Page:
"Mozart's Don Giovanni occupies a unique place in the life of Lyric Opera of Chicago," wrote Lyric Opera's General Director, President & CEO Anthony Freud and Chairman David T. Ormesher in Lyric Opera's Notes. "In 1954, after six different opera companies had failed over the previous half a century, Lyric Opera introduced itself to Chicago, opening with a production of Don Giovanni. Against all odds, it triumphed with critics and public alike. From that point on, Don Giovanni has continued to captivate the Lyric audience, revealing to both experienced operagoers and first-timers the revelatory genius of Mozart, one of the greatest musical dramatists in the history of opera."

Don Giovanni is considered to be one of Mozart's most famous works and supreme achievements. Being a staple of the standard operatic repertoire around the world, Don Giovanni is one of the greatest operas of all time. Mozart knew how to masterfully show human nature through the means of music. This knowledge helped him to create immortal masterpieces, and Don Giovanni is one of them. Sin and joy, love and revenge, death and eternal wisdom - every idea and thought have their own reflection in the music of Mozart.

The opera starts with a long and intense overture that foreshadows Giovanni's fate and his eventual death. In the beginning of Act One, Leporello, Giovanni's servant, keeps watch while his master seduces Donna Anna. Her father, the Commendatore, tries to catch her abuser, but Giovanni kills him. After that, Anna and Don Ottavio, her fiancé, vow to have vengeance. Donna Elvira, Giovanni's abandoned wife, is bitter and fiery and also seeks revenge on Giovanni. Meanwhile, Masetto and Zerlina, young peasants, celebrate their upcoming wedding with their friends. Giovanni approaches vulnerable Zerlina while Leporello distracts Masetto and at the party in his house rapes her. Her screams attract everyone's attention and Giovanni says that Leporello did it. Three masked guests arrive to this party; they are Anna, Elvira and Ottavio. They reveal Giovanni's identity.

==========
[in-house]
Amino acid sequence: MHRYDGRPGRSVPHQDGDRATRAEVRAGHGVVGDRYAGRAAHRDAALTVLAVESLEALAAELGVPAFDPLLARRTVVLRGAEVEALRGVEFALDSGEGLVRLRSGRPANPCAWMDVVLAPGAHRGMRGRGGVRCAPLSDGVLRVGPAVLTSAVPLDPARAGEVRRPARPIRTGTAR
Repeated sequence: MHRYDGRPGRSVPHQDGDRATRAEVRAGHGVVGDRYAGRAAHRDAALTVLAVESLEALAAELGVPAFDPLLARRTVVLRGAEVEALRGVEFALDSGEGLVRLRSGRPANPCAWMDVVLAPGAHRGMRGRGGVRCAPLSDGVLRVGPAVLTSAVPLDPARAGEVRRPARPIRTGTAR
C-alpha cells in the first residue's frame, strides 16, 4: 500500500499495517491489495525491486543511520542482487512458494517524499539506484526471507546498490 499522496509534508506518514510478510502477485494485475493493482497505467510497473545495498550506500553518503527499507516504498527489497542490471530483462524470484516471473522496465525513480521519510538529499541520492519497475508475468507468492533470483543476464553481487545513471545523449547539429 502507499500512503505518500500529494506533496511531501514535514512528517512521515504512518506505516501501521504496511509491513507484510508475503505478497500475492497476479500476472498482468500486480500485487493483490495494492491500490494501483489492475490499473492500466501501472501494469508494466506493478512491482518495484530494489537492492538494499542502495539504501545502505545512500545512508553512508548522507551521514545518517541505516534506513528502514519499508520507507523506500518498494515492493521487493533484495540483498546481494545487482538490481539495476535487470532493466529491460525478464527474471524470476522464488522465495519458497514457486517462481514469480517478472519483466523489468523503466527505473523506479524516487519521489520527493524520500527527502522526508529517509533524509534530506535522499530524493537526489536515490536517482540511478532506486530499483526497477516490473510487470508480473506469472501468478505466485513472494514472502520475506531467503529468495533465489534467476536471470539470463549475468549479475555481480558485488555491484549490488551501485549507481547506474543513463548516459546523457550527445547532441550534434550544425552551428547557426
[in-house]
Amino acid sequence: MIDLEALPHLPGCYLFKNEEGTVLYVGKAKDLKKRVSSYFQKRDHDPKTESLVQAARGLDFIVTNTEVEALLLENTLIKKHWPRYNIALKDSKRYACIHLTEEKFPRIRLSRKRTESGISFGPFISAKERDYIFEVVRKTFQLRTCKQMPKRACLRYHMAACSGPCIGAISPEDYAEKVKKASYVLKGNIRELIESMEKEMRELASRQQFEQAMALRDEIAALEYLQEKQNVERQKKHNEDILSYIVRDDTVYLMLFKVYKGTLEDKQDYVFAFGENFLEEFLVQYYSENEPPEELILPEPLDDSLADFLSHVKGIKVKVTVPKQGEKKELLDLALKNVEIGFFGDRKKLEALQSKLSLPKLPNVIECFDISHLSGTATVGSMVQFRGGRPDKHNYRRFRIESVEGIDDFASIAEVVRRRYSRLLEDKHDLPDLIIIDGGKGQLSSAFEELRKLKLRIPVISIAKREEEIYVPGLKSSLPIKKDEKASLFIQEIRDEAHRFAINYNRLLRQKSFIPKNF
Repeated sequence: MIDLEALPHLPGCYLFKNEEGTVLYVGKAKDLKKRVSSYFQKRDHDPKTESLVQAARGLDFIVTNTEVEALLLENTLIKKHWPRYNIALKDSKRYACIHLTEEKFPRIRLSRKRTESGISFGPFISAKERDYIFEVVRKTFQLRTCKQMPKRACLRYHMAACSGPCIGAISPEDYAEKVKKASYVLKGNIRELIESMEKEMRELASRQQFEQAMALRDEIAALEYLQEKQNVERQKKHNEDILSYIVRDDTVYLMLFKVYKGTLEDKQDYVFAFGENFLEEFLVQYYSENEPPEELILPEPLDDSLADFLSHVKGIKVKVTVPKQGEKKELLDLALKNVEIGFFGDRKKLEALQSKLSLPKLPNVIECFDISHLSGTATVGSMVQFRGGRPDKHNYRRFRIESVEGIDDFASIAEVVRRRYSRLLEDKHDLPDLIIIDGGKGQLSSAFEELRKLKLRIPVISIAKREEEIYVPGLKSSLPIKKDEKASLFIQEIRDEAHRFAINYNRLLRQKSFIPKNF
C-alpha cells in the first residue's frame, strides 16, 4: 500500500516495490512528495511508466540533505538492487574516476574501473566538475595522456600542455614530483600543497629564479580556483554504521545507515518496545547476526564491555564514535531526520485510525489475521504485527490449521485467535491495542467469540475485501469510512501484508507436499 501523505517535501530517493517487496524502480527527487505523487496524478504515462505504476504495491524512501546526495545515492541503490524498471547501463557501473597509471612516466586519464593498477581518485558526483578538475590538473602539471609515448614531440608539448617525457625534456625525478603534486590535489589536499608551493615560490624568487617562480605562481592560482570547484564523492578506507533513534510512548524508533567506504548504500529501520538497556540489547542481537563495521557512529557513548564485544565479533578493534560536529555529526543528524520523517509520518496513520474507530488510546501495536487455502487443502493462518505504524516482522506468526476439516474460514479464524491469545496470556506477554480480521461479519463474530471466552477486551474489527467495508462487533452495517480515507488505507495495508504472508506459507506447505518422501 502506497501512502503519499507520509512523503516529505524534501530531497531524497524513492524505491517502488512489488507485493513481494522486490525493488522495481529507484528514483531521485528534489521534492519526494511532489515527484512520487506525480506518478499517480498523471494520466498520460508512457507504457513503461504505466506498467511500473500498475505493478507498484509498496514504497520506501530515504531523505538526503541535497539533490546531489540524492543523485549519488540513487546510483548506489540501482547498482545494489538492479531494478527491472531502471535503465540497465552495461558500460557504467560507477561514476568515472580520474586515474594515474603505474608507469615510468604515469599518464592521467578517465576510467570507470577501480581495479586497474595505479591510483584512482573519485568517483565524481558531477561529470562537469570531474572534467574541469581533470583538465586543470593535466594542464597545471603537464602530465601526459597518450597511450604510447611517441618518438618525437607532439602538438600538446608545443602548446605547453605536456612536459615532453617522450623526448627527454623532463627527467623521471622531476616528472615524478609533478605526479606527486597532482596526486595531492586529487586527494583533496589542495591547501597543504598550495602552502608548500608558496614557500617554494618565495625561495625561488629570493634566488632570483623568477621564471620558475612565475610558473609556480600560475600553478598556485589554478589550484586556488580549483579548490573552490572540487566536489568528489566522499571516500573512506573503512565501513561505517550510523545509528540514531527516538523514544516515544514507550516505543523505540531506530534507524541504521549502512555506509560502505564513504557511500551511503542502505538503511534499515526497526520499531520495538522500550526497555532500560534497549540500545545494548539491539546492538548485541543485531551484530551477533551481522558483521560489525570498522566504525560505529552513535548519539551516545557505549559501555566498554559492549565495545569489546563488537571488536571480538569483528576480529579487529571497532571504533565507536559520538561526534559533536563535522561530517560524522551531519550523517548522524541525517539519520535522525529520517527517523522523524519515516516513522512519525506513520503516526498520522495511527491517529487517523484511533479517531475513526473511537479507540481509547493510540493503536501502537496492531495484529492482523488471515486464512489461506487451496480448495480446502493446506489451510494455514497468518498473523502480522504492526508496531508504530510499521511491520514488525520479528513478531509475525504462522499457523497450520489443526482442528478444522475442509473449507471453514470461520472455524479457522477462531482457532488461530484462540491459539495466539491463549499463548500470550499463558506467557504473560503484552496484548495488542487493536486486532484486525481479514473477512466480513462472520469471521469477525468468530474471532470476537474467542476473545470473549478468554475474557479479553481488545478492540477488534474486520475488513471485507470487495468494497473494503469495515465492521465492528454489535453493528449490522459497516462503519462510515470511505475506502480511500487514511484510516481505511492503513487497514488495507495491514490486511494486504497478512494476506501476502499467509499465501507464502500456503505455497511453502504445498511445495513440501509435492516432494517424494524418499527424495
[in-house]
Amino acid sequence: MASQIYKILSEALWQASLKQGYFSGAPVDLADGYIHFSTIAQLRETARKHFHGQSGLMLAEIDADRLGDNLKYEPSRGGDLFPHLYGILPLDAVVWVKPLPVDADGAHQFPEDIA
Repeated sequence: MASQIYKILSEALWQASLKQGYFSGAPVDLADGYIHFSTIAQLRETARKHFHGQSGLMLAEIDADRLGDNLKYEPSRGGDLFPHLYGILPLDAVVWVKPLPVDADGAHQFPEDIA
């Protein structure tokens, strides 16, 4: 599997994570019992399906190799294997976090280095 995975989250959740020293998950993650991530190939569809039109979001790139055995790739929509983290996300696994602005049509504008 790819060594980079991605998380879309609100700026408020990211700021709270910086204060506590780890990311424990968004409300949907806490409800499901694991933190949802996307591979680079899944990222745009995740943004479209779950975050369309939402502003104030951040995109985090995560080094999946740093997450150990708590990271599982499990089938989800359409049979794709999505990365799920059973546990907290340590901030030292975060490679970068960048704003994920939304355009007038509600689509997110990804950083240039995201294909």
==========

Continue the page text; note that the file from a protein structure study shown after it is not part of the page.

Elvira, Anna, Ottavio, Masetto and Zerlina seek revenge on Giovanni, but later, during a beautiful scene at the church, Elvira admits that she still pities her husband. At the cemetery, Giovanni tells Leporello about his latest adventures when all of a sudden they hear the Commendatore's voice coming from a statue. This supernatural power scares and surprises them, yet Giovanni orders Leporello to invite the statue to dinner. Giovanni enjoys his dinner when the statue arrives and orders him to repent. Giovanni refuses and is literally dragged to hell. Leporello tells Anna, Ottavio, Elvira, Zerlina and Masetto about what has happened and everyone proclaims the end of an evildoer.